Cara Nokes and her family

V9i6 A Messy Pride

Narrated by Shae Strong

The question of what Pride means to me hits pretty deep. I am finally getting the opportunity to celebrate my first Pride — out, as my authentic self — with my family at 36 years old after my failed coming out experience ten years earlier.

So, to start… my name is Cara and  I am a transgender woman. I own a pretty cool little food truck that I started five years ago with my wife and children. I've been a chef for over 20 years, a lot of it spent in kitchens that could never in a million years be considered a safe place for any member of the LGBTQ+ community. I have witnessed more homophobia, transphobia, ableism, and misogyny than I care to even speak of. I’ve heard more disparaging discussions of mental health than makes sense for an industry infamous for its burnout culture and pipeline to addiction. I've watched a chef come out as gay and then be unable to find work because nobody seemed to want to work with them anymore. 

Ten years ago, I was dealing with a long bout of mental health issues. My oldest daughter had just been born, I had lost my job due to a restaurant closure, and I was working out these intense feelings of wrongness surrounding my gender identity that I'd always been aware of. I always knew they were something that I wasn't supposed to talk about, and I had no language to express what was happening.

Then I found the word: Transgender! Outside of jokes in Ace Ventura or Dude Where's My Car, I had zero representation of people who felt like me until I watched a documentary about a little girl named Jazz. I felt like a million pounds had been lifted off my shoulders. I was transgender, and I was not alone.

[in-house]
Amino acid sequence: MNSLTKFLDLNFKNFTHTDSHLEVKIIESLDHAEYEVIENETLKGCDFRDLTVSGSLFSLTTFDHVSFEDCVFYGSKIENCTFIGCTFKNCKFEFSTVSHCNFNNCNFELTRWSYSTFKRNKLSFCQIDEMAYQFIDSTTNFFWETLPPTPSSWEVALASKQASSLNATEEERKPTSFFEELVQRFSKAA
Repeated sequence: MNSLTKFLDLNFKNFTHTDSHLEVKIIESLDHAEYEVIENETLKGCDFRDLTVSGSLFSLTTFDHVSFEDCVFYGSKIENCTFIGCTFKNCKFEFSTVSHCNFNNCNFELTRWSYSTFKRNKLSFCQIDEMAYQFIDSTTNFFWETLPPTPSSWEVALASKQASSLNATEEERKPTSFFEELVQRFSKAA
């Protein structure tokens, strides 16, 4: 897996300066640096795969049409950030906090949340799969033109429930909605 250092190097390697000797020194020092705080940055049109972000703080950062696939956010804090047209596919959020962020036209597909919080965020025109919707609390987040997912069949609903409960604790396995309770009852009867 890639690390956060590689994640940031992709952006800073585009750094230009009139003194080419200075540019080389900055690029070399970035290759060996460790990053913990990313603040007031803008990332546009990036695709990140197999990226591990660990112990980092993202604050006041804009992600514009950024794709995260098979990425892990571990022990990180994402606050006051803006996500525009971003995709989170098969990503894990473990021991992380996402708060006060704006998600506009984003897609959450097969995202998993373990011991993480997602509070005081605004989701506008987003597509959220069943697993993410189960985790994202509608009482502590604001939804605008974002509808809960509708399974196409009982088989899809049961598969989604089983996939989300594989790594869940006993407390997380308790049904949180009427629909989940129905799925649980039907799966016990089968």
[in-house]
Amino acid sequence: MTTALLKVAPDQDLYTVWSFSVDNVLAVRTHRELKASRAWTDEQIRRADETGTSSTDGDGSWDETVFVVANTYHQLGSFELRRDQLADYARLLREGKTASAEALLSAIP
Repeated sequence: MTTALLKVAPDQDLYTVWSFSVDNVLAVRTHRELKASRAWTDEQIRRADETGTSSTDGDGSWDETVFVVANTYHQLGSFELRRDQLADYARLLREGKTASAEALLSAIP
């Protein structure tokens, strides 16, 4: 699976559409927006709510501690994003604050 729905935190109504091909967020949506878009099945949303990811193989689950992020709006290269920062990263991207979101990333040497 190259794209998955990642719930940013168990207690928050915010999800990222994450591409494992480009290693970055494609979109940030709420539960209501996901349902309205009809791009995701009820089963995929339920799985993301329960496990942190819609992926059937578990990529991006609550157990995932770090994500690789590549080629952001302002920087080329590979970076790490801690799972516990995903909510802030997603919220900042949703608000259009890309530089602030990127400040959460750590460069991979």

Well, the people around me weren't as excited about my discovery as I was. I found myself in the same position as so many other transfolk: divorced, houseless, unemployed, and… yes… admitted.The inpatient units were convinced that my trans identification was a symptom of my depression and alcoholism, instead of what it actually was — a cause. My divorce lawyer and parents were in my ear telling me I would never see my daughter again if I followed through with transitioning (a distinct possibility 10 years ago). It seemed easier to excuse my coming out as a ‘mental lapse’ — which had me jumping headfirst back into the closet, absolutely convinced I could not make it through life without my daughter. I would do anything if that's what it took to not lose her.

I put all of me into the identities I was allowed to have. I decided (if nothing else) I was going to become the best damn chef and father ever. And, wouldn't you know it, I started growing in my career. I even  had a monthly column in the beginning editions of this awesome paper! I managed to fall in love again, and start my own little bakery. That bakery evolved into a little burger business, and before you knew it, my wife and I started Hot Mess Burgers and Fries!!

I was successfully boy-moding! My success was the perfect blinders for my dysphoria. It's easy to convince yourself you would be selfish for wanting to change genders when you are getting everything else you've ever dreamed of.

Then 35 hit. The truck was in a slump, and I was working 90 hours a week with a newborn at home. My wife, with whom I'd spent countless hours side-by-side on a tiny little food truck, was not on the truck with me anymore, and all my mental walls around my dysphoria came tumbling down…. Boy-mode was never possible.

So, I did the scary thing — I came out to my wife, (who accepted me!), my friends (who embraced me!) and my children (who love me!). I started my medical transition journey, knowing that soon, I'd have to come out to all the followers of Hot Mess. The overwhelming majority have embraced me in my true identity, which is more than I could have imagined.

So PRIDE for me means that I have the opportunity to create and build the safe space my industry so desperately needs. To be the parent that a child could feel safe exploring their identities around! It means getting to say yes, your favorite burger in the Tri-Cities was created by a trans woman!

For the first time in my life, I get to stand up tall and say: My name is Cara Nokes, and I am PROUD to be a trans woman!

Cara Nokes is the founder/executive chef at Hot Mess Burgers and Fries!